Profile 1.1, also known as BonusView, adds picture-in-picture and secondary audio mixing from discs that offer them and requires at least 256MB of onboard memory, which can be located in a USB thumb drive or other external memory device connected to the player. Profile 2.0, officially called BD-Live, requires an Ethernet port for online connectivity and at least 1GB of memory.
According to the Blu-ray Disc Association, all Profiles have been completely defined since the format's launch in 2006, but manufacturers have not implemented the advanced ones until now because they wanted to "walk before they ran." This strategy has been a disaster for consumers who bought early Blu-ray players only to find that they can't take advantage of some features on some discs, and they never will, no matter how many firmware updates are released.
The only exception seems to be Sony's PlayStation 3. In a recent news story, UAV reported that Sony will soon release a firmware update for the PS3 to implement Profile 2.0 along with some other features, such as resume play and mosquito noise reduction. According to footnotes in the press release, however, resume play won't work with BD-J titles, and mosquito NR won't work with BDMV titles.
As a side note, the PS3 will never be able to output Dolby TrueHD and DTS-HD Master Audio bitstreams due to hardware constraints. It can decode Dolby TrueHD to PCM, and it is rumored that a future firmware update might allow it to do the same with DTS-HD MA.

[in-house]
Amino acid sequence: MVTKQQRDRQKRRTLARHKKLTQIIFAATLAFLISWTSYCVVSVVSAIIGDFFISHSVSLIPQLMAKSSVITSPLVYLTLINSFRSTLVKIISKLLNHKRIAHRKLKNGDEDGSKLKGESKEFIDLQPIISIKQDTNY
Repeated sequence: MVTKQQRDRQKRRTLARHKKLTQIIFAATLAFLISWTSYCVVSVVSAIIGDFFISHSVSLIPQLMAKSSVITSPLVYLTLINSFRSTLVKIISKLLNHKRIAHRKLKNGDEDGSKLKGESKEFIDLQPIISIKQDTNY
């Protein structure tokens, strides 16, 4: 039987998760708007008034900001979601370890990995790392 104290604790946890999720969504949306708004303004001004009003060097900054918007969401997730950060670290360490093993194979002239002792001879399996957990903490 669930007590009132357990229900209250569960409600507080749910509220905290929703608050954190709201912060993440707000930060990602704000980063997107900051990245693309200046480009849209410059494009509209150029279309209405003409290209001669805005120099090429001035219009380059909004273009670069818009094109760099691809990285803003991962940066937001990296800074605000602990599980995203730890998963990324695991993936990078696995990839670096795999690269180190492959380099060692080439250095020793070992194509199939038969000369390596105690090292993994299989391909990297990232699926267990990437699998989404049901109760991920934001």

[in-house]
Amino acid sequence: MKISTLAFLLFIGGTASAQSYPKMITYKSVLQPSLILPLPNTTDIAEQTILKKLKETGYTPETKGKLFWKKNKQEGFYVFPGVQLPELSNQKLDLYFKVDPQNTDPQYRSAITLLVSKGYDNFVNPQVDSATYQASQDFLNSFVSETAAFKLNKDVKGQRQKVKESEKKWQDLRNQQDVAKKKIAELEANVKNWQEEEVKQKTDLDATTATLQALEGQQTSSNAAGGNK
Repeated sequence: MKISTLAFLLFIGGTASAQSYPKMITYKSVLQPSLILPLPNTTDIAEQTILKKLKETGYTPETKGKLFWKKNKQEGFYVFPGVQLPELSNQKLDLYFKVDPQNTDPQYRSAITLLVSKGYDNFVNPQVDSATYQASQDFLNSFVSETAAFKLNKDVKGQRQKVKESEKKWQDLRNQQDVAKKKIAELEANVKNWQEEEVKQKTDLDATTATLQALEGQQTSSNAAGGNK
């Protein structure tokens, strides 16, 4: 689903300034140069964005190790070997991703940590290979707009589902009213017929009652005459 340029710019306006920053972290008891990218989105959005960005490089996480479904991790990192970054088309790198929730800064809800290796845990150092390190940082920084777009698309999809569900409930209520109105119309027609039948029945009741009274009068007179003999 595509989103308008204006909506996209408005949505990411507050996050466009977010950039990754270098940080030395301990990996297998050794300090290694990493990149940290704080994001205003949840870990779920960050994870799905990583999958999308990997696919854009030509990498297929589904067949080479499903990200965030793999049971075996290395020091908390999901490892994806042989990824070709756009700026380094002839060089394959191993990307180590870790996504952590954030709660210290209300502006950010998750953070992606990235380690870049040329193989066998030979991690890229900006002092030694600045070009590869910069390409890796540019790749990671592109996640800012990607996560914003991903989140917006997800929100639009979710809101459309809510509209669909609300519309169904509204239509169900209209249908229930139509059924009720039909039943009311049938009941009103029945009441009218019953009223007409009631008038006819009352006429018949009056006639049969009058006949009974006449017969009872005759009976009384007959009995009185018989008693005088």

Then there's copy protection, one of the only things that is absolutely required by Blu-ray, even on so-called "check discs," which costs content producers thousands of extra dollars just to see if there are any problems with the mastering and authoring before the title is replicated. And you wonder why Blu-ray discs are so expensive? By contrast, HD DVD's copy protection was optional—if producers wanted to protect their content, they could, but they didn't have to, and making check discs cost them a lot less.
I understand that the movie studios want to protect their considerable investment, but their attitude borders on paranoia. Not only that, there is no form of copy protection that can't—and won't—be broken. AACS (Advanced Access Content System), the basic copy-protection system used by both Blu-ray and HD DVD, was hacked some time ago. And BD+, Blu-ray's second line of defense, was recently defeated by SlySoft, whose AnyDVD HD software can make copies of Blu-ray titles protected by AACS and BD+.
As should be clear by now, I believe that HD DVD got it right and Blu-ray got it wrong in terms of what to make mandatory and what to make optional. If Blu-ray is to succeed, it must require more player features and let providers choose whether or not to implement copy protection. And the prices of players and discs must drop as well, just as Tom said in his blog. If the Blu-ray community can implement these changes, it has a bright future indeed. If not, the format might well be surpassed by online distribution before it can gain a foothold in the media marketplace. In any event, even though the format war is over, we still have interesting times ahead.